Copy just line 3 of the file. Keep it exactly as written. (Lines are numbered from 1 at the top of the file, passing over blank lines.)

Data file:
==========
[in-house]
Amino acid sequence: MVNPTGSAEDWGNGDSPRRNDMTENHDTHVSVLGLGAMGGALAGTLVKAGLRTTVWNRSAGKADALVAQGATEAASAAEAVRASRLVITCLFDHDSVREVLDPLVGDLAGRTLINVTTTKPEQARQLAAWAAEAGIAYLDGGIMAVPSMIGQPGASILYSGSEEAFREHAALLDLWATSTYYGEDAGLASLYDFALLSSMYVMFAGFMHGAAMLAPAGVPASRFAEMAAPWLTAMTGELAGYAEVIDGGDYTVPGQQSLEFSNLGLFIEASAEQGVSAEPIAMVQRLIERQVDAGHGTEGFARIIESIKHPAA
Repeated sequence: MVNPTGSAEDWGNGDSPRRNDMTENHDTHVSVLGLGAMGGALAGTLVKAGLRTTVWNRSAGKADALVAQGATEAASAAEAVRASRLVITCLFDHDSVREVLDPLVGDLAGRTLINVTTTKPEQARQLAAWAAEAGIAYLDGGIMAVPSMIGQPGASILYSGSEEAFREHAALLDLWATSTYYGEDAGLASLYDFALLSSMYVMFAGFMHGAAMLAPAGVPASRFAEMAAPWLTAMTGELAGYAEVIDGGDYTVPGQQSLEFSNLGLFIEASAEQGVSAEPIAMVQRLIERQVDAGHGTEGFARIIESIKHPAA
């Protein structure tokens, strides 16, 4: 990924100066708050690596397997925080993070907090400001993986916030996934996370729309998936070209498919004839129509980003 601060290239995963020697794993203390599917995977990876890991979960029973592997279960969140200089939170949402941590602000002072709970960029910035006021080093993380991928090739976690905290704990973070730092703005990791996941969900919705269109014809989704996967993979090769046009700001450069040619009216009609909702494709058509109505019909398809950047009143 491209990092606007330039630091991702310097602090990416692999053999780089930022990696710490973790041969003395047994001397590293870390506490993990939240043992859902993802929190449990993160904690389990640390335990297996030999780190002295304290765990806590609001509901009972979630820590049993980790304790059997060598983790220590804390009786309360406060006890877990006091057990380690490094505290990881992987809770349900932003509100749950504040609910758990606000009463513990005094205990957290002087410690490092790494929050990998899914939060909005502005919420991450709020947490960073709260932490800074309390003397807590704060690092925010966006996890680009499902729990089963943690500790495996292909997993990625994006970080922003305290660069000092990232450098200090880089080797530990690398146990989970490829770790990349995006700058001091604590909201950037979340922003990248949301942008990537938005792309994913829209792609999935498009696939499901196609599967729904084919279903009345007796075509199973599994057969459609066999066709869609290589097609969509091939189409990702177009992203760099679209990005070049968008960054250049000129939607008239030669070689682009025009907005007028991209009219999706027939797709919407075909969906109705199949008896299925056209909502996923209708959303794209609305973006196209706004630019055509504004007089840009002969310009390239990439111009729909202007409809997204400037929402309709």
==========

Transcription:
Repeated sequence: MVNPTGSAEDWGNGDSPRRNDMTENHDTHVSVLGLGAMGGALAGTLVKAGLRTTVWNRSAGKADALVAQGATEAASAAEAVRASRLVITCLFDHDSVREVLDPLVGDLAGRTLINVTTTKPEQARQLAAWAAEAGIAYLDGGIMAVPSMIGQPGASILYSGSEEAFREHAALLDLWATSTYYGEDAGLASLYDFALLSSMYVMFAGFMHGAAMLAPAGVPASRFAEMAAPWLTAMTGELAGYAEVIDGGDYTVPGQQSLEFSNLGLFIEASAEQGVSAEPIAMVQRLIERQVDAGHGTEGFARIIESIKHPAA